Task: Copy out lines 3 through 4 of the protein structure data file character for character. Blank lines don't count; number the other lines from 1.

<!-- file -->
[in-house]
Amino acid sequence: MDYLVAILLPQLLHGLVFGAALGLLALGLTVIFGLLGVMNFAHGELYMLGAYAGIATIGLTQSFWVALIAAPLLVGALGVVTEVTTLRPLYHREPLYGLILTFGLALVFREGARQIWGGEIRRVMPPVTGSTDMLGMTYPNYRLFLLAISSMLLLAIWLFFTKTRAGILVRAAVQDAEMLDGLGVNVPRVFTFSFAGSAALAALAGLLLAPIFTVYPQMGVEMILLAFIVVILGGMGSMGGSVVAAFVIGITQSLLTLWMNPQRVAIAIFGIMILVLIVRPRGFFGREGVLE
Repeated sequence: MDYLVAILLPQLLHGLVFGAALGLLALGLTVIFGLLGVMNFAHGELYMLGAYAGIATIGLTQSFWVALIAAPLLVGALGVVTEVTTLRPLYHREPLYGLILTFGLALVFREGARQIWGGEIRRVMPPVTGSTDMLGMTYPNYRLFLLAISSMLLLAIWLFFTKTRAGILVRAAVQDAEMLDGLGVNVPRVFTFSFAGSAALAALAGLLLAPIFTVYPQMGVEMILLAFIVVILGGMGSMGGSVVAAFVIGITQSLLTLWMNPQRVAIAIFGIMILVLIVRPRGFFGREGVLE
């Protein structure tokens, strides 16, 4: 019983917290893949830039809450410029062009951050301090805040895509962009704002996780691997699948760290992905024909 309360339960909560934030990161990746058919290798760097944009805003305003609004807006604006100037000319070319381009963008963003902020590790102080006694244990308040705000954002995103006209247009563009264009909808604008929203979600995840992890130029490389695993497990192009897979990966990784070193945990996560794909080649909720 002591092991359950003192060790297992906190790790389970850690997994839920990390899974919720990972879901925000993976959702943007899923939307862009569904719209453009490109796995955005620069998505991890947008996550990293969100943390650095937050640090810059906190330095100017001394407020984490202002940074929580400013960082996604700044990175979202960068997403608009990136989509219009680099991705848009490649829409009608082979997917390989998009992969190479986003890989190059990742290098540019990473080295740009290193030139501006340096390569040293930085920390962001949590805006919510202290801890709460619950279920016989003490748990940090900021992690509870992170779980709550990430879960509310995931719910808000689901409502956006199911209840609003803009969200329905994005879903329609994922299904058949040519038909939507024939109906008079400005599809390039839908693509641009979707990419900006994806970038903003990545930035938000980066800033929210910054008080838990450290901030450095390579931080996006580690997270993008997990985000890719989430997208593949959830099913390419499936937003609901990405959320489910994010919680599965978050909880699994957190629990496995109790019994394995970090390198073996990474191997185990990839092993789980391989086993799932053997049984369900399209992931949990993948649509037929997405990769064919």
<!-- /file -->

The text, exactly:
Repeated sequence: MDYLVAILLPQLLHGLVFGAALGLLALGLTVIFGLLGVMNFAHGELYMLGAYAGIATIGLTQSFWVALIAAPLLVGALGVVTEVTTLRPLYHREPLYGLILTFGLALVFREGARQIWGGEIRRVMPPVTGSTDMLGMTYPNYRLFLLAISSMLLLAIWLFFTKTRAGILVRAAVQDAEMLDGLGVNVPRVFTFSFAGSAALAALAGLLLAPIFTVYPQMGVEMILLAFIVVILGGMGSMGGSVVAAFVIGITQSLLTLWMNPQRVAIAIFGIMILVLIVRPRGFFGREGVLE
């Protein structure tokens, strides 16, 4: 019983917290893949830039809450410029062009951050301090805040895509962009704002996780691997699948760290992905024909 309360339960909560934030990161990746058919290798760097944009805003305003609004807006604006100037000319070319381009963008963003902020590790102080006694244990308040705000954002995103006209247009563009264009909808604008929203979600995840992890130029490389695993497990192009897979990966990784070193945990996560794909080649909720 002591092991359950003192060790297992906190790790389970850690997994839920990390899974919720990972879901925000993976959702943007899923939307862009569904719209453009490109796995955005620069998505991890947008996550990293969100943390650095937050640090810059906190330095100017001394407020984490202002940074929580400013960082996604700044990175979202960068997403608009990136989509219009680099991705848009490649829409009608082979997917390989998009992969190479986003890989190059990742290098540019990473080295740009290193030139501006340096390569040293930085920390962001949590805006919510202290801890709460619950279920016989003490748990940090900021992690509870992170779980709550990430879960509310995931719910808000689901409502956006199911209840609003803009969200329905994005879903329609994922299904058949040519038909939507024939109906008079400005599809390039839908693509641009979707990419900006994806970038903003990545930035938000980066800033929210910054008080838990450290901030450095390579931080996006580690997270993008997990985000890719989430997208593949959830099913390419499936937003609901990405959320489910994010919680599965978050909880699994957190629990496995109790019994394995970090390198073996990474191997185990990839092993789980391989086993799932053997049984369900399209992931949990993948649509037929997405990769064919």